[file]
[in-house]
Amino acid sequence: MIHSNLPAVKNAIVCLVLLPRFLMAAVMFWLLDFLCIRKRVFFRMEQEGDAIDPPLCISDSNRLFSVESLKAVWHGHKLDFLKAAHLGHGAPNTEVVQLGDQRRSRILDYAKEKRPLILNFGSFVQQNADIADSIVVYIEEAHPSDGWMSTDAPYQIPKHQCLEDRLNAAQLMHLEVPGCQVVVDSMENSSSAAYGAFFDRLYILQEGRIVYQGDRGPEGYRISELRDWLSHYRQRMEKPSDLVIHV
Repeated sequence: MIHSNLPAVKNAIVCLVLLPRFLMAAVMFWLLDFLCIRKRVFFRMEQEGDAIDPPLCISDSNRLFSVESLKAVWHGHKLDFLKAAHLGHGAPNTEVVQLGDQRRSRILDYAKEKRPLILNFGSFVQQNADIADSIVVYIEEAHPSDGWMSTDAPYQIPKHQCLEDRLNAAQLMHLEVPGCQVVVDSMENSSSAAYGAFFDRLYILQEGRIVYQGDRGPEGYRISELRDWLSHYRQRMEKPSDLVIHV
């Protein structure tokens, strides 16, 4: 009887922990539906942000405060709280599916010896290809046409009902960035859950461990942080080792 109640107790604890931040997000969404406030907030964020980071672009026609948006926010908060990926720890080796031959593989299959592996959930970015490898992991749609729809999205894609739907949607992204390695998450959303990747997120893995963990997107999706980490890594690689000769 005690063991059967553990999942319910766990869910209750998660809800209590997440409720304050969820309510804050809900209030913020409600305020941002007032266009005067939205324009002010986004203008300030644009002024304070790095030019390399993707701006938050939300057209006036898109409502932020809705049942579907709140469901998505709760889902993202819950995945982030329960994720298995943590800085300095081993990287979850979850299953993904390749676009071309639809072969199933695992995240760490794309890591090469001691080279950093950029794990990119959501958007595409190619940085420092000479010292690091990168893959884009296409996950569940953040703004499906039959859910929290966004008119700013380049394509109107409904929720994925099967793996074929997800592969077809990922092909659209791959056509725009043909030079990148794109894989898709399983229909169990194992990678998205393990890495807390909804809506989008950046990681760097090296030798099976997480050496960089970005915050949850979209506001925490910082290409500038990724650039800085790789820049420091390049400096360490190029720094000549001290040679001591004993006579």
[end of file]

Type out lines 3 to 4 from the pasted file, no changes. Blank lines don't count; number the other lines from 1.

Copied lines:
Repeated sequence: MIHSNLPAVKNAIVCLVLLPRFLMAAVMFWLLDFLCIRKRVFFRMEQEGDAIDPPLCISDSNRLFSVESLKAVWHGHKLDFLKAAHLGHGAPNTEVVQLGDQRRSRILDYAKEKRPLILNFGSFVQQNADIADSIVVYIEEAHPSDGWMSTDAPYQIPKHQCLEDRLNAAQLMHLEVPGCQVVVDSMENSSSAAYGAFFDRLYILQEGRIVYQGDRGPEGYRISELRDWLSHYRQRMEKPSDLVIHV
């Protein structure tokens, strides 16, 4: 009887922990539906942000405060709280599916010896290809046409009902960035859950461990942080080792 109640107790604890931040997000969404406030907030964020980071672009026609948006926010908060990926720890080796031959593989299959592996959930970015490898992991749609729809999205894609739907949607992204390695998450959303990747997120893995963990997107999706980490890594690689000769 005690063991059967553990999942319910766990869910209750998660809800209590997440409720304050969820309510804050809900209030913020409600305020941002007032266009005067939205324009002010986004203008300030644009002024304070790095030019390399993707701006938050939300057209006036898109409502932020809705049942579907709140469901998505709760889902993202819950995945982030329960994720298995943590800085300095081993990287979850979850299953993904390749676009071309639809072969199933695992995240760490794309890591090469001691080279950093950029794990990119959501958007595409190619940085420092000479010292690091990168893959884009296409996950569940953040703004499906039959859910929290966004008119700013380049394509109107409904929720994925099967793996074929997800592969077809990922092909659209791959056509725009043909030079990148794109894989898709399983229909169990194992990678998205393990890495807390909804809506989008950046990681760097090296030798099976997480050496960089970005915050949850979209506001925490910082290409500038990724650039800085790789820049420091390049400096360490190029720094000549001290040679001591004993006579």